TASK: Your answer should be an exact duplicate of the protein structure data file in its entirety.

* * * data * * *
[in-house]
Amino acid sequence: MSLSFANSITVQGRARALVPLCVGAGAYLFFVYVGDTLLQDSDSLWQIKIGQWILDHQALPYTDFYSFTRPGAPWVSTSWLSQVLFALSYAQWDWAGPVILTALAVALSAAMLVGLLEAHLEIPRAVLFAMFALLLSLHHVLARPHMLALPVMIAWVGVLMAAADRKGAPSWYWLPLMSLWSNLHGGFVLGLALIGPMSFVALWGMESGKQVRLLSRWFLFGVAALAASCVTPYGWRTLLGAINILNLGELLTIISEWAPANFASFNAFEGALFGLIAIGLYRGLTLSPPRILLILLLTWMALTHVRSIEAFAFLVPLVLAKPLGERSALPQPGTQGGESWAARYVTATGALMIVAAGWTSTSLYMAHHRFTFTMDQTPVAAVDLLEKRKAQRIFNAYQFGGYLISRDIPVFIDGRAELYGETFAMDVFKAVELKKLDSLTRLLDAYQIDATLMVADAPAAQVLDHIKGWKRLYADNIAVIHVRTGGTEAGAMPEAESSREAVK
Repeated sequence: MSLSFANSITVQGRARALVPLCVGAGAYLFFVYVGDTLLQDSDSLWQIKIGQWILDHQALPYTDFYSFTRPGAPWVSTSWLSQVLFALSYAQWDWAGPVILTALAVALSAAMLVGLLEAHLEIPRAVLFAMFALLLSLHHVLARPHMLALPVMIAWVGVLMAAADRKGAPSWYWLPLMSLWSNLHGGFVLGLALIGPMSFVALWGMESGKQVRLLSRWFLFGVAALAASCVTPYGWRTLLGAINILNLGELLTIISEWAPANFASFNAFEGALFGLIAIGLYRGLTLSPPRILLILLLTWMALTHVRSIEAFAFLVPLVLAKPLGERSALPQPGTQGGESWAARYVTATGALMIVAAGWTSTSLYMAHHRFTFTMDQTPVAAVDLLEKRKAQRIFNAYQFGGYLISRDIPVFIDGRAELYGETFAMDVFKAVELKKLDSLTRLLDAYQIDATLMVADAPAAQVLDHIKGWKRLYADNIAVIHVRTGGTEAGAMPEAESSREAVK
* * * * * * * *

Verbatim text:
[in-house]
Amino acid sequence: MSLSFANSITVQGRARALVPLCVGAGAYLFFVYVGDTLLQDSDSLWQIKIGQWILDHQALPYTDFYSFTRPGAPWVSTSWLSQVLFALSYAQWDWAGPVILTALAVALSAAMLVGLLEAHLEIPRAVLFAMFALLLSLHHVLARPHMLALPVMIAWVGVLMAAADRKGAPSWYWLPLMSLWSNLHGGFVLGLALIGPMSFVALWGMESGKQVRLLSRWFLFGVAALAASCVTPYGWRTLLGAINILNLGELLTIISEWAPANFASFNAFEGALFGLIAIGLYRGLTLSPPRILLILLLTWMALTHVRSIEAFAFLVPLVLAKPLGERSALPQPGTQGGESWAARYVTATGALMIVAAGWTSTSLYMAHHRFTFTMDQTPVAAVDLLEKRKAQRIFNAYQFGGYLISRDIPVFIDGRAELYGETFAMDVFKAVELKKLDSLTRLLDAYQIDATLMVADAPAAQVLDHIKGWKRLYADNIAVIHVRTGGTEAGAMPEAESSREAVK
Repeated sequence: MSLSFANSITVQGRARALVPLCVGAGAYLFFVYVGDTLLQDSDSLWQIKIGQWILDHQALPYTDFYSFTRPGAPWVSTSWLSQVLFALSYAQWDWAGPVILTALAVALSAAMLVGLLEAHLEIPRAVLFAMFALLLSLHHVLARPHMLALPVMIAWVGVLMAAADRKGAPSWYWLPLMSLWSNLHGGFVLGLALIGPMSFVALWGMESGKQVRLLSRWFLFGVAALAASCVTPYGWRTLLGAINILNLGELLTIISEWAPANFASFNAFEGALFGLIAIGLYRGLTLSPPRILLILLLTWMALTHVRSIEAFAFLVPLVLAKPLGERSALPQPGTQGGESWAARYVTATGALMIVAAGWTSTSLYMAHHRFTFTMDQTPVAAVDLLEKRKAQRIFNAYQFGGYLISRDIPVFIDGRAELYGETFAMDVFKAVELKKLDSLTRLLDAYQIDATLMVADAPAAQVLDHIKGWKRLYADNIAVIHVRTGGTEAGAMPEAESSREAVK